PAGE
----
The Study Cabinets

 

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Located in the Collection Galleries, The Study Cabinet is an exhibition tool intended for all visitors to the SUArt Galleries to explore the deep holdings of the University’s Permanent Collection.  Based on a 19th century design, these cases can hold up to 80 objects and provide visitors with an in-depth look at particular themes, subjects, and media.

Currently on view in the Study Cabinets:

Winslow Homer: Women and American Society During the Civil War Era
August 16 through November 18, 2018

Winslow Homer (1836-1910), is widely regarded as a master of describing nineteenth-century American life. Snap the Whip, Breezing Up, Eight Bells, and Adirondack watercolors like The Blue Boat are icons of American painting. These masterpieces, however, were made decades into his professional career, one that actually started in 1857 in commercial printing. Homer began by making illustrations for the pictorial press, that is, weekly illustrated news magazines offering articles and literature. He had a keen eye, and an innate and uncanny ability to compose interesting scenes. Moreover, he was able to transcribe his drawings accurately onto the multiple, joined woodblocks that were then separated and carved by professional engravers. Once carved, the blocks were reassembled and sent to press. His early work, centered in Boston, described daily city life, often with a humorous twist.

By the start of the Civil War Homer had moved to New York and was working as an illustrator for Harper’s Weekly. After the hostilities commenced, the newspaper sent him to the front as a special correspondent, tasked with making battlefield drawings, even though the artist staunchly opposed the war. Additionally, he made a variety of scenes depicting life on the home front. The latter often envisaged the supporting role women played in the war effort and depicted them as strong, independent individuals capable of taking care of themselves.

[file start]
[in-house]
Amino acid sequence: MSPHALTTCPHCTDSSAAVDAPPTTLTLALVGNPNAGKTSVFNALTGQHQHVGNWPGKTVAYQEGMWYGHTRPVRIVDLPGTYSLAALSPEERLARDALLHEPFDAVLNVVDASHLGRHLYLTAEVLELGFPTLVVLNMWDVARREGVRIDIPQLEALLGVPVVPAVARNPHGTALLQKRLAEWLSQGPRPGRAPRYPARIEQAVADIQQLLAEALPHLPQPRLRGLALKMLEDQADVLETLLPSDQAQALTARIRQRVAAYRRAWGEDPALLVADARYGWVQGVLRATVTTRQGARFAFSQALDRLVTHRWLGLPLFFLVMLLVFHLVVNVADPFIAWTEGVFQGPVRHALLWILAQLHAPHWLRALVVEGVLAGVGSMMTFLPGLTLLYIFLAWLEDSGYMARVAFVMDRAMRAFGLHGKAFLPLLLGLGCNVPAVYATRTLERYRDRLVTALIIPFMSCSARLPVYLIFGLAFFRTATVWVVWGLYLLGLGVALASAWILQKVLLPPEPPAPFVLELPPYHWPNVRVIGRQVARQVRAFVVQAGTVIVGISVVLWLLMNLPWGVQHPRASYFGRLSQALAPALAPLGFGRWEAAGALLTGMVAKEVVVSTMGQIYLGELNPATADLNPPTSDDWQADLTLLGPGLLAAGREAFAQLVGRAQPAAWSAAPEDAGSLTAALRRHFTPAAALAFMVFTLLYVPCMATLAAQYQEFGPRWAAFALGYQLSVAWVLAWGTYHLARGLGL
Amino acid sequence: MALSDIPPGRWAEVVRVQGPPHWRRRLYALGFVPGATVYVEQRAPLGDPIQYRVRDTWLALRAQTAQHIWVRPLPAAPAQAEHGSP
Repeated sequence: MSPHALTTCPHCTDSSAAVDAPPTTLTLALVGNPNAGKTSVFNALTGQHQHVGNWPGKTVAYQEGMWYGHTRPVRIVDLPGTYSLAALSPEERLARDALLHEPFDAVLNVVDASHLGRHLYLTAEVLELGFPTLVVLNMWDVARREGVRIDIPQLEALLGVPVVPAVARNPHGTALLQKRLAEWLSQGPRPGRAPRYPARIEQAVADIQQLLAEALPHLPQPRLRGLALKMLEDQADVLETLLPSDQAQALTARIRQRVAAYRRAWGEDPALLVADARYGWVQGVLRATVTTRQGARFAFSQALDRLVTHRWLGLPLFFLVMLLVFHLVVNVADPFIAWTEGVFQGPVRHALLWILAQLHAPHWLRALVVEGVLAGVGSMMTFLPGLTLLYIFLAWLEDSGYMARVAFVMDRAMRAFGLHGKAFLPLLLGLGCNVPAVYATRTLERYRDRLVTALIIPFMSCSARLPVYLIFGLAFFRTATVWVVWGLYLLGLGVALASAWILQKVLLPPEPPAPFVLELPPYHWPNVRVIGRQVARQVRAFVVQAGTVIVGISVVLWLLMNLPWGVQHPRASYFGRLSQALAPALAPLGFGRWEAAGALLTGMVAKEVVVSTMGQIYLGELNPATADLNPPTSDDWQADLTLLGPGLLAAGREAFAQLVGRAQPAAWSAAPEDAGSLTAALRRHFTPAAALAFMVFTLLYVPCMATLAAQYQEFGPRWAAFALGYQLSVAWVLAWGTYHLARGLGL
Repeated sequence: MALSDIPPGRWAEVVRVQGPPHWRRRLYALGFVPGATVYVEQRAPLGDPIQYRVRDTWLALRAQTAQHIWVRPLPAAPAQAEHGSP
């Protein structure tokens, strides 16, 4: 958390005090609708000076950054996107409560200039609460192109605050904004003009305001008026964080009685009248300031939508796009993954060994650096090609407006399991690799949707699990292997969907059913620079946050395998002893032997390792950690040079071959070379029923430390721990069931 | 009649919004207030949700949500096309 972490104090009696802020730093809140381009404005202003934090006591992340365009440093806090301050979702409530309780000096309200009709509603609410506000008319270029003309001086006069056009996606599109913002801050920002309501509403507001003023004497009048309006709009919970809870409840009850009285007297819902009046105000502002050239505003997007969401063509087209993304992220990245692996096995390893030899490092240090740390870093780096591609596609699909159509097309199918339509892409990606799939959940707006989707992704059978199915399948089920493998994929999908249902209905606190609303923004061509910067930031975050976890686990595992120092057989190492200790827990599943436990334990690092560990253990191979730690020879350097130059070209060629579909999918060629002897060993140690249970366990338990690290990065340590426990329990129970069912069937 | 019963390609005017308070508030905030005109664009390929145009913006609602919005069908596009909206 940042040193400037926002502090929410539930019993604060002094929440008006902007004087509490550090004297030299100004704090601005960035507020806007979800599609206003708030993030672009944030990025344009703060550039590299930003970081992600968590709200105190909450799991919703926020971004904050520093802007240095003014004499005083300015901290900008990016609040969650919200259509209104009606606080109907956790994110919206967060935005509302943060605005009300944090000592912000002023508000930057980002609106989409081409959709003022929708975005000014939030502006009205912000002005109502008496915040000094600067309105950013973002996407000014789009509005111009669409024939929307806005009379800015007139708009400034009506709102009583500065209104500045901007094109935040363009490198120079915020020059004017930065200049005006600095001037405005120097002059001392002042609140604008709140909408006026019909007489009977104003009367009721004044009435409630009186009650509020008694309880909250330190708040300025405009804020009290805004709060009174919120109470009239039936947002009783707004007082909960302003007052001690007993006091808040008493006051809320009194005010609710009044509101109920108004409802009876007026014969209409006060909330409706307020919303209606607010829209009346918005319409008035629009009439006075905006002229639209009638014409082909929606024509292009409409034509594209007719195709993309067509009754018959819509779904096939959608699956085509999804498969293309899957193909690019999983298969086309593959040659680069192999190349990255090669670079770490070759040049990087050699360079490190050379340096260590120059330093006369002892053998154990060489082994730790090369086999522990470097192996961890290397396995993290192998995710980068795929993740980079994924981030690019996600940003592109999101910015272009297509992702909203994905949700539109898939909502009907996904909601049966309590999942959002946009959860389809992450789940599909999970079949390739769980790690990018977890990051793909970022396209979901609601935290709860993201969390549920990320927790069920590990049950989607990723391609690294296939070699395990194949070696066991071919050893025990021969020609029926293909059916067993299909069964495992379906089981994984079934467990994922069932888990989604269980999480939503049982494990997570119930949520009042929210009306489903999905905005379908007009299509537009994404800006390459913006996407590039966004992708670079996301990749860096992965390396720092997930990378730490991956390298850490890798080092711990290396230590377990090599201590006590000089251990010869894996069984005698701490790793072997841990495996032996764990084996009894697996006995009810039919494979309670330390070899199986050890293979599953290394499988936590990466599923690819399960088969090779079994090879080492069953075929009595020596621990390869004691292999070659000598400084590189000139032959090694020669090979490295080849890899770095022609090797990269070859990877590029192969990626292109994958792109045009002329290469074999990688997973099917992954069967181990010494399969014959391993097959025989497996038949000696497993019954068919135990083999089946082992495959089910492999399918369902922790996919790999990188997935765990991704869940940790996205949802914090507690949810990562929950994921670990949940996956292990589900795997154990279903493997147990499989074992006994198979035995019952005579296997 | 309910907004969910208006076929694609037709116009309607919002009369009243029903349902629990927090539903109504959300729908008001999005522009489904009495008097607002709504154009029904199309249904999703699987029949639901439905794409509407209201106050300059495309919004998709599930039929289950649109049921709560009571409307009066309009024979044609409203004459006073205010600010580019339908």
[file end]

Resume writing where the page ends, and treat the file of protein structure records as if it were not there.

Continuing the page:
Distinguished Professor of Art and Music Histories Wayne Franits and students from his Senior Seminar will study wood engravings by Homer that depict women during the era of the American Civil War. Their research will be conducted in preparation for an exhibition of this theme in the artist’s work to be held late in the spring semester (2019) at The Syracuse University Art Galleries.

 

 

Above and Below: Skyscrapers to Subways in New York City, 1913 – 1949
August 16 through November 18, 2018

This exhibition of prints and photographs examines the development of the skyscraper, and its impact on the evolution of Manhattan. The tall buildings were virtual self-contained cities offering a range of services and resources to those who worked in them. Concurrent with the building boom was the ongoing expansion of the city subway. The growth of the transit system created greater flexibility in the relationship between where people lived and worked. No longer did people have to find living accommodations in close proximity to where they worked.

This exhibition looks at the evolution of New York City through the eyes of printmakers who, like the social critics of the day, had mixed views if the city’s development. Artists like Charles Sheeler saw compositional opportunities in the soaring architecture. Martin Lewis and S.I. Margolies celebrated the dynamism and excitement in the changing landscape. Other artists were concerned skyscrapers dehumanized the workplace and that the subways would destroy the tightly knit fabric of the city’s neighborhoods. Above and Below examines more than an architectural period, it explores how the changing landscape of the city affected the residents and their lifestyles.

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